“We are not there yet, but it is on the map.” 

Where does your interest in changing the chemical industry come from? 

“Partly I have a nerdy interest in enzymes, research and biotechnology. It is fascinating to drill down to the molecular level and understand how the processes really work. 

“Then it is about me as an engineer wanting to contribute to a better world. It is something of a calling. We need chemical products, but we cannot have today’s processes. In the future we will laugh at needing mining to manufacture chemical products.” 

What is the goal for this year? 

“Now we have developed the technology, demonstrated that it works and is scalable for large processes. This year and next the goal is to get it implemented in full-scale in a commercial manufacturing process. This will make it easier to convince more manufacturers to use our technology.” 

SEB Greentech, the bank’s unit for investing venture capital in green technology, has made an investment in EnginZyme.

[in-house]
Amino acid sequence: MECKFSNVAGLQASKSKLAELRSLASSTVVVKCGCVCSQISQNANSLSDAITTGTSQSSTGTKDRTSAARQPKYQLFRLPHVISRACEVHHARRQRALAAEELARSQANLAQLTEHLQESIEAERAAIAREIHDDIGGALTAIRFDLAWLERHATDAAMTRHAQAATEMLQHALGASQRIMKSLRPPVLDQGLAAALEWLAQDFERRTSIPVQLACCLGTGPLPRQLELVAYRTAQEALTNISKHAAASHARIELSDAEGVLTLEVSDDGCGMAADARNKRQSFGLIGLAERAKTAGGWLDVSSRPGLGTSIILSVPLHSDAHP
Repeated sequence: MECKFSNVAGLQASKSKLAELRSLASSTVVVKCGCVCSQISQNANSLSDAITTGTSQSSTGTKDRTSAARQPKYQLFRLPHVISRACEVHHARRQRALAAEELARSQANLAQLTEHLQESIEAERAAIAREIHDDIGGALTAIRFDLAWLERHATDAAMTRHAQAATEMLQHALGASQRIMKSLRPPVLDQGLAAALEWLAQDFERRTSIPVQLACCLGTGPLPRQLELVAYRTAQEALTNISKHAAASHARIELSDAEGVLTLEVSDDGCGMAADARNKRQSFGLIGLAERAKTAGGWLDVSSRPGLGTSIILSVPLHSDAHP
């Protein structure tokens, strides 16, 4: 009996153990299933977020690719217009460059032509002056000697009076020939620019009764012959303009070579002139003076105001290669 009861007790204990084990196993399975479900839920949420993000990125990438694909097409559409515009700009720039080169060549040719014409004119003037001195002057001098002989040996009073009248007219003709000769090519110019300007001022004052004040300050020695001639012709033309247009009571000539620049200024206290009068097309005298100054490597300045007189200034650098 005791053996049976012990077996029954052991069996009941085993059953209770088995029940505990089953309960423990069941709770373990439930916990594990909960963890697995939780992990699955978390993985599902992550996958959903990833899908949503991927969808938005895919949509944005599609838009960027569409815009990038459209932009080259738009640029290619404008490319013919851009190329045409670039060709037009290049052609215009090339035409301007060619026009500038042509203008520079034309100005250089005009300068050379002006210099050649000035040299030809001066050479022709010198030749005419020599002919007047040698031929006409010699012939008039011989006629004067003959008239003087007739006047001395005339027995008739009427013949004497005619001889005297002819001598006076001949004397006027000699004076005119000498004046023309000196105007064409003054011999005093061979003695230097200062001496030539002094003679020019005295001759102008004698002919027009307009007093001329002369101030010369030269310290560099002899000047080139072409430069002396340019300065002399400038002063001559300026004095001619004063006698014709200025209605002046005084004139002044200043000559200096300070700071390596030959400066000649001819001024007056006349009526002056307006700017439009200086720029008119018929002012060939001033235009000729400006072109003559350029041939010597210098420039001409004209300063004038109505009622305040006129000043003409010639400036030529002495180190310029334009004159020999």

What does this mean? 

“It is fantastic to have the backing of a well-known actor such as SEB. The bank also contributes skills, advice and an understanding of additional opportunities to reach other investors within SEB’s network.” 

Read more about EnginZyme at: enginzyme.com


Article published on June 14, 2022

Text: Niklas Munter

Photo: Joel Sherwood

This is SEB Greentech

SEB Greentech is a unit within SEB that invests in green technology, focusing on transformative ideas that promise substantial impact in reducing greenhouse gas emissions or in preventing transgression of the planetary boundaries. They can invest in hardware, software and technology platform solutions, in sectors ranging from renewable energy, energy storage, water and agricultural technology, circular business models, to waste management.